This opening in the law to expand the “injury-in-fact” standing test to include “cultural-(dis)pleasing” behavior is one of the most consequential in U.S. economic history and was quickly supported by further court decisions. First, in Calvert Cliffs Coordinating Comm. v. AEC (D.C. Cir. 1971), a federal appeals court recognized the power of courts to review federal agency NEPA compliance, even in the absence of any agency-level rules regulating such compliance. The next year, the Supreme Court found in Sierra Club v. Morton (1972) that injury to a citizen’s interest in the environment was sufficient to confer legal standing to sue. Finally, Congress’ enactment of the Equal Access to Justice Act in 1981 bolstered citizen litigation under NEPA by allowing attorney fees to be awarded to nonprofit groups, such as environmental advocacy organizations that challenged government actions.

When asking what happened to the U.S. economy starting around 1970, one should look no further than the unintended influence of grafting civil rights standing onto environmental law.

Pursuit of Cleanliness

The migration of civil rights standing into environmental law is not without rationale, albeit for political and health reasons, not for constitutional ones. Oil spills, serious air pollution in many U.S. cities, dangerous chemicals like DDT, and polluted rivers all focused the public’s attention on the environment. The passage of laws such as the Clean Air Act of 1970 has accrued massive benefits to the public at large, measured both in lives saved and health care costs reduced.

But the transfer of third-party standing—a necessary innovation for civil rights—into the corpus of environmental law weakened the most industrialized parts of the U.S. economy. This change then led, inexorably, to a generational trend of offshoring jobs while undermining the social stability and upward mobility of the working- and underclasses—the very groups the civil rights movement was most interested in helping.

In 1978, President Jimmy Carter signed an Executive Order directing federal agencies to comply with NEPA regulations, something not intended by the legislation. Since that time, environmental advocates have filed more than 4,000 lawsuits for alleged NEPA violations. Additionally, court injunctions have delayed over 1,000 federal projects. Due to these legal burdens, NEPA compliance often imposes five years or more of delay on large federal projects and annually halts thousands of smaller actions for as much as two years, creating new, permanent opportunity costs that naturally drive away investment.

Given the increased scarcity of investments in transportation and manufacturing as a result of expanded legal standing to enforce environmental regulations, it is no wonder that U.S. innovation has moved away from the physical economy of manufacturing and commodities and toward financial services and the digital economy. This trend explains important drivers of the current populist moment and in particular the Trumpian opposition to ever-increasing environmental regulation.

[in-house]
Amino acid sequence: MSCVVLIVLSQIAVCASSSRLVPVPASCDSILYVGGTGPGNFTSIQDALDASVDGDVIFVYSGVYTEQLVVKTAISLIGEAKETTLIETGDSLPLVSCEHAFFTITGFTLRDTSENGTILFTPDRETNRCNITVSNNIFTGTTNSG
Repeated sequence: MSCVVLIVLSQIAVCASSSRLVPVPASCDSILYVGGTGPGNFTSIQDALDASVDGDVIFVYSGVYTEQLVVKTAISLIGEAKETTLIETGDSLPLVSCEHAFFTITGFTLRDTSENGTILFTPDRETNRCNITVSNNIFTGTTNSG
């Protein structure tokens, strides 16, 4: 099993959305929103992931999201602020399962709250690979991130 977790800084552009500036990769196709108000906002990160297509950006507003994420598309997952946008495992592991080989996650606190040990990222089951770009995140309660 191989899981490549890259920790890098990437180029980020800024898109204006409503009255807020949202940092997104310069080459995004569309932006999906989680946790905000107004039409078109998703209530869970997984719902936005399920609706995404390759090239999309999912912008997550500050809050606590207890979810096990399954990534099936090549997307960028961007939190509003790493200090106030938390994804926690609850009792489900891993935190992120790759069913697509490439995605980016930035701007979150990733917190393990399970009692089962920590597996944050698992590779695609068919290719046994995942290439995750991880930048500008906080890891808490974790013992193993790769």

A study of the negative influence of regulation on U.S. economic growth and job creation suggests that the increase of federal regulation cut the cumulative growth of U.S. gross domestic product by roughly 25 percent between 1980 and 2012 due to the regulatory distortion of investment choices that can lead to invention and innovation. While U.S. growth rates between 1960 and 1999 averaged over 3 percent, between 2000 and 2019 growth averaged only 2.1 percent. These figures do not capture the enormity of the opportunity costs to the U.S. economy, which was $4 trillion smaller at the end of this time period than it otherwise would have been, equaling a loss of $13,000 per capita for each citizen.

Perhaps more relevant to the current political moment is not economic growth lost, but the type of jobs not created over the course of the past 50 years.

Heavy industrial jobs in auto, steel, textile and furniture manufacturing, copper and nickel mining, and forest products were hardest hit, not coincidently because they created pollution. These same jobs were the entry points into the workforce for immigrants who successfully assimilated into industrializing American society in the 19th and early 20th centuries, yet they became increasingly scarce just as black Americans finally gained full legal access to the American economic system.

Over the course of the 1970s, lower global shipping costs, cheaper labor, and fewer environmental costs pushed manufacturing offshore. At the same time, black unemployment rose from 9 percent (in 1973) to 15 percent (in 1975), and the income gap between those with high-school and college education began to widen. Lower-income male employment rates and earning power began to lag behind those of previous decades—a trend that has continued almost uninterrupted until today.

Limits on the further expansion of legal standing later came with the Supreme Court decision Lujan v. Defenders of Wildlife (1992), but the issue of standing in environmental cases still tests the bounds of current jurisprudence.

Just in January, a panel of Ninth Circuit judges “reluctantly” ruled that 21 young people did not have standing to claim that the federal government was depriving them of their constitutional right to a livable climate. Arguments for such an enlargement of standing doctrine rest on the shoulders of the 1965 Scenic Hudson decision. The legitimacy of such arguments depends upon the idea that the intrinsic nature and value of environmental law are so similar to civil rights law that no real distinction can be made, and that the same social and cultural benefits will apply to the former as the latter. Yet the last half-century has shown the truth to be the exact opposite.